Turkish Roundmaille is a variant on the roundmaille chain, much as Byzantine is a variant on box chain. In fact, techniques used in Turkish Roundmaille can be applied to Byzantine, and vice versa (that's how I got my technique for speedweaving Byzantine). You can make Box by taking a ribbon chain of Euro 4-1 and closing it up on itself. Likewise you can make Roundmaille by taking a five-wide ribbon chain and sewing it up on itself. Then Byzantine is made by taking the Box units and spacing them out, and Turkish Round is made by taking the Roundmaille units and spacing them out. Of course, there are more efficient techniques for achieving either Byzantine or Turkish Round, such as are described on this page. Turkish Round forms a heavy, but intricate chain which is useful for jewelery. Because of its weight, it makes a better necklace than a bracelet, unless you use unusually small rings.
Speaking of ring sizes, some recommended sizes for Turkish roundmaille include 1/4" ID 16 gauge, 3/16" ID 18 gauge, and 1/8" ID 20 gauge. Each of these ring sizes can be stepped up by one gauge (e.g. 1/4" ID 14 gauge) for a much stiffer chain if so desired. 1/4" ID 14 gauge makes a very nice keychain.
Step one: Make a 2-1-2-1-2 chain, as shown.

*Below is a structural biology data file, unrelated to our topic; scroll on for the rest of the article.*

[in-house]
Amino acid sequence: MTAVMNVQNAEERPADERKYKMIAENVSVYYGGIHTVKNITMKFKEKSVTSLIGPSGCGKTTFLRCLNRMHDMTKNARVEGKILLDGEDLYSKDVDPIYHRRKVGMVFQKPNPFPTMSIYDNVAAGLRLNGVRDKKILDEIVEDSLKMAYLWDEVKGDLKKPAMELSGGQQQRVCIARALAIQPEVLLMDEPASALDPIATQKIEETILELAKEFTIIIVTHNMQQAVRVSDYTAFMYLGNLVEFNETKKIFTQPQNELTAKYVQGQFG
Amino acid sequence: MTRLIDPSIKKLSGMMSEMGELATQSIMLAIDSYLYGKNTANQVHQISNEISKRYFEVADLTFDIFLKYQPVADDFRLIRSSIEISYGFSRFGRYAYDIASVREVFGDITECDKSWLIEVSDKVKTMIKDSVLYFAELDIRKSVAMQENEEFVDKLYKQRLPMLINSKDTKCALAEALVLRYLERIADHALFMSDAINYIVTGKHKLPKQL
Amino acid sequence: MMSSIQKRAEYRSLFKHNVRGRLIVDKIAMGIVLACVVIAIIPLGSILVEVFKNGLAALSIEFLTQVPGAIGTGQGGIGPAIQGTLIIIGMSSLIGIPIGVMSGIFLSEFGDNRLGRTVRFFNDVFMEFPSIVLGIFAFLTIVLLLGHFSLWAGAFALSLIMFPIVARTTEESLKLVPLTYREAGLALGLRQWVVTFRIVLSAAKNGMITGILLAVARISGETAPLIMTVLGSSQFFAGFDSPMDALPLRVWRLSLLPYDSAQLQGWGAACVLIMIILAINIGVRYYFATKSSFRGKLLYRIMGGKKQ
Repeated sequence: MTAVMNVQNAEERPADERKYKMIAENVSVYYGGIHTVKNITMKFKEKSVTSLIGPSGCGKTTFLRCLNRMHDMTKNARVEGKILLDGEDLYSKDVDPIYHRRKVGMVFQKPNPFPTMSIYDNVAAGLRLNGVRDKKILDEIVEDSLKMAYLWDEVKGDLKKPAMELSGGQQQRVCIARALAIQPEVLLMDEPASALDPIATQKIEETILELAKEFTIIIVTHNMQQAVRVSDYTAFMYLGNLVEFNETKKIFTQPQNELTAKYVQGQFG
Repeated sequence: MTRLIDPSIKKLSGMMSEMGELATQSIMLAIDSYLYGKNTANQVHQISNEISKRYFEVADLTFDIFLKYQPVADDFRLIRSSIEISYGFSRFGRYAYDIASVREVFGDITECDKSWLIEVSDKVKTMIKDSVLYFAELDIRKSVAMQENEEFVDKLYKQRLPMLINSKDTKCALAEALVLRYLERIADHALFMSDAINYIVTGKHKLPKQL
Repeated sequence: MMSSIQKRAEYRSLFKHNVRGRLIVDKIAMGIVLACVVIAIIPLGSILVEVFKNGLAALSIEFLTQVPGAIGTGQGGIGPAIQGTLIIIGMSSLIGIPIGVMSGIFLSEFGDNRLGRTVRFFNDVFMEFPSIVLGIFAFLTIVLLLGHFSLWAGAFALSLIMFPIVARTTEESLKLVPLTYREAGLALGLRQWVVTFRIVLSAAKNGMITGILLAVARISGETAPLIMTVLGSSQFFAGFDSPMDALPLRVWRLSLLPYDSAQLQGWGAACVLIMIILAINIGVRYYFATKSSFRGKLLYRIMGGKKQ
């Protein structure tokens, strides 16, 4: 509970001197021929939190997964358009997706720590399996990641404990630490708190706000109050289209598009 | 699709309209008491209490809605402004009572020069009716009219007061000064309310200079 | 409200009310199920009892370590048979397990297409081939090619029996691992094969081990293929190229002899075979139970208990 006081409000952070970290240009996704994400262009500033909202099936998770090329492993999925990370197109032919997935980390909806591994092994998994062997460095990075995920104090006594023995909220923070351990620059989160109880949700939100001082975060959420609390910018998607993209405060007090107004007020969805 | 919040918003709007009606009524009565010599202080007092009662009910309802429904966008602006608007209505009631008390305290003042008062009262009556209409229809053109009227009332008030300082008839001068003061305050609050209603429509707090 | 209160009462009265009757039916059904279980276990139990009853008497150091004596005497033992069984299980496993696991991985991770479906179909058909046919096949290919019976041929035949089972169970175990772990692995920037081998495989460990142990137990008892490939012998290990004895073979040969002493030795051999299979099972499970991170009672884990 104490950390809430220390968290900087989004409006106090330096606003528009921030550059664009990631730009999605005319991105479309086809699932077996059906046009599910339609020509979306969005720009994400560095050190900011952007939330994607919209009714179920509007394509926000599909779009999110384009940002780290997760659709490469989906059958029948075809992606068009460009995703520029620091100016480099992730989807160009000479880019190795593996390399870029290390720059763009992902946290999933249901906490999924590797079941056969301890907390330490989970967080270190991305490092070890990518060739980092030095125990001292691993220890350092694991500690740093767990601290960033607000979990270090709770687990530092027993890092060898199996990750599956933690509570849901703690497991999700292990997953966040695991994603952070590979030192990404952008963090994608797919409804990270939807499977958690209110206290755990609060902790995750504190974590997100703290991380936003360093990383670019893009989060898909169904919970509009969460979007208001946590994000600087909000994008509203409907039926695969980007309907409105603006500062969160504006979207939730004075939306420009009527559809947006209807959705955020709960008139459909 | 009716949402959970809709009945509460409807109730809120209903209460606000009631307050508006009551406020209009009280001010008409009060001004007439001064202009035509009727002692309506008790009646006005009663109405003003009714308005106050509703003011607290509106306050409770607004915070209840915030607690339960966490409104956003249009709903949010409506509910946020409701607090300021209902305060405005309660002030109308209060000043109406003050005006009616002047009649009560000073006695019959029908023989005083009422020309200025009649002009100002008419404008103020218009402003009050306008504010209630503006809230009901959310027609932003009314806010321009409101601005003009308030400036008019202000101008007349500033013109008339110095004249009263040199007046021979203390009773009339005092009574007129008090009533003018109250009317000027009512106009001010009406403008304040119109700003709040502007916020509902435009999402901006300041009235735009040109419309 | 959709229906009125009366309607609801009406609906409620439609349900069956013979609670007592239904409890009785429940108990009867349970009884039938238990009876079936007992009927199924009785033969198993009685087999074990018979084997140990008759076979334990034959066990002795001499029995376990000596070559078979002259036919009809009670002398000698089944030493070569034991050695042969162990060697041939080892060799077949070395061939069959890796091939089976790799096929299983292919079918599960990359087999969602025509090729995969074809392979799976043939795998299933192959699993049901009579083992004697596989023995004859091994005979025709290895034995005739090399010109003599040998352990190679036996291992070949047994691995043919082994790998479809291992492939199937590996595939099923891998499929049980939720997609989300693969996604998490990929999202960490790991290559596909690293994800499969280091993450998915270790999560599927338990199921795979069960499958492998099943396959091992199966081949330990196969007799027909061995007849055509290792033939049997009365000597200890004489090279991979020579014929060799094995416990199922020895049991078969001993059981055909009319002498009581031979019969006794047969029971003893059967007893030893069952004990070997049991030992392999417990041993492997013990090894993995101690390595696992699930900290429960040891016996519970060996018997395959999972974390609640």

Step two: Connect the ends of the chain with a single ring.
Step three: Add a ring through two of the inner silver rings. Add two more rings so that each inner silver ring passes through two brass rings.
Step four: Add three rings through the brass rings in the same fashion as the brass rings passed through the silver in the previous step.
Step five: As in step four, add three more rings. However, allow them to "fall back" on the rest of the chain.
Step six: Lock in the previous three rings. Each ring add should pass through two copper rings. Make certain that the brass rings are on the inside of the silver rings, not the outside. This step locks in a unit of Turkish roundmaille
That's all there is to it. Repeat steps four through six to lengthen the chain. Good luck!
All items on this site are copyright 2002 Chris Weisiger (a.k.a. Derakon). That's right - I made everything on this site. Reproduction of any of my work i\ n whole or in part requires my express consent.